If you want to work closely with a dietitian in order to calm down your food thoughts and stop feeling so obsessed with food, check out my offerings. I offer individual nutrition therapy and group intuitive eating coaching.
Why do we overthink our food choices?
I’ll cut to the chase – your brain constantly thinking about food is actually your body trying to tell you something. It is a lot smarter than you think it is. So we want to tune it to what it’s trying to tell us.
I know – you probably think you’re supposed to be ignoring that voice in your head that is constantly obsessing about food.
You may think, THAT VOICE IS THE PROBLEM. I think WAY too much about food. No matter what I try, the thoughts don’t seem to go away. When am I going to eat again? What should I have? I want to eat but I’m not hungry enough. Or am I? I shouldn’t be this hungry, I just ate, I’ll eat something light. Or nothing at all. Shit.
I want those chips. But I shouldn’t.
I want those donuts. But I shouldn’t.
Spending your entire ride home from work trying to decide if you should have a snack when you get home.
Do you sometimes gawk at the amount of your precious fucking time you spend worrying about this? Do you wish you could get back all those hours?
What do you think you’d be doing, be better at,
if you hadn’t been obsessing about food and your body for the last 20 years? Asking with love.
And because I believe you (we) are meant for more.
I know how overwhelming those thoughts can be. They can feel so confusing and shameful, riddled with self-disgust and self-neglect. They’re complex and wound up in feeling inadequate.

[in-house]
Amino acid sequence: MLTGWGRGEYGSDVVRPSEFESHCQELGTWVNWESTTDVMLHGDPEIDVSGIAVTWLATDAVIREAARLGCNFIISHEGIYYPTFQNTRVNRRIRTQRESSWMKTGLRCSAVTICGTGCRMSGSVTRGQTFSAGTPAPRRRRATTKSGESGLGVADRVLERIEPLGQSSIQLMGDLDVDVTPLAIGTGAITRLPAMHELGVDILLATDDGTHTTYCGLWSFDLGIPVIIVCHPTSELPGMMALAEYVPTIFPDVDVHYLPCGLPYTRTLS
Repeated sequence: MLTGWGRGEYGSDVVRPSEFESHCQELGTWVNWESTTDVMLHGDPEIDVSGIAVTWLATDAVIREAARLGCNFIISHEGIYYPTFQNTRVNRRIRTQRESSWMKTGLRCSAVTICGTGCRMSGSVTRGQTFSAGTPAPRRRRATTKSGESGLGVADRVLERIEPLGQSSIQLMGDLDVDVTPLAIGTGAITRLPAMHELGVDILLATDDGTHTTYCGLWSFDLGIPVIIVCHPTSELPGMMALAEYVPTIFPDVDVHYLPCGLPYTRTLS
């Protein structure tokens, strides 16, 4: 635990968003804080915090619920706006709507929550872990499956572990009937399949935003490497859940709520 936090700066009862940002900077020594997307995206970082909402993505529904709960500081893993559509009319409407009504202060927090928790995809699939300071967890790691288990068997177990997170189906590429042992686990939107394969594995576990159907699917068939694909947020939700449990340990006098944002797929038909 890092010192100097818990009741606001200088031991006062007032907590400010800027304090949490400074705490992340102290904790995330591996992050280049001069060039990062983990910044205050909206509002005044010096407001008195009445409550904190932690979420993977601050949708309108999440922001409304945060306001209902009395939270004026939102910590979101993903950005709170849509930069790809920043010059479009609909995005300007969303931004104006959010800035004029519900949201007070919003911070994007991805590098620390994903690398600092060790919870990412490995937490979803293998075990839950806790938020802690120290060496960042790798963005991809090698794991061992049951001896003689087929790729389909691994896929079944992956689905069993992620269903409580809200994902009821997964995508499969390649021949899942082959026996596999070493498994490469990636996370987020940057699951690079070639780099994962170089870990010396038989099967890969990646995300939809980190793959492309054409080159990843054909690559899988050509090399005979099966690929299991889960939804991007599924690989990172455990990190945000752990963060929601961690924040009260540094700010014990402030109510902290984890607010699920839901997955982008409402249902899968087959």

The promise that a new diet plan or cleanse offers can feel truly relieving on your brain. You – momentarily – can stop worrying about what you should and should not eat. Now you have a plan. But, let me assure you, going on a drastic diet is 1000% not the only way to quiet this constant chatter.
I want to help you understand why these thoughts happen so you can use self-compassion and your wise self to calm down and feel more confident with food. I am not going to be giving you the same old diet advice – tips and tricks to squash your hunger or ways to fill up with low calorie foods. Willpower is not the answer here. I only offer truly sustainable options with food. So please read this article with an open mind and try to learn something new.
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obsessing about food is due to restriction and conflict
Obsessive thinking about food represents a conflict of desires. Your brain wants one thing, you body wants another. It’s possible you’re stuck in a thought pattern that goes against what your body and psyche want and need. I’m not trying to get all woo here, talking about your psyche, but hear me out: your mind is a powerful force. Food is comforting. And constantly thinking about food could be a signal to listen up.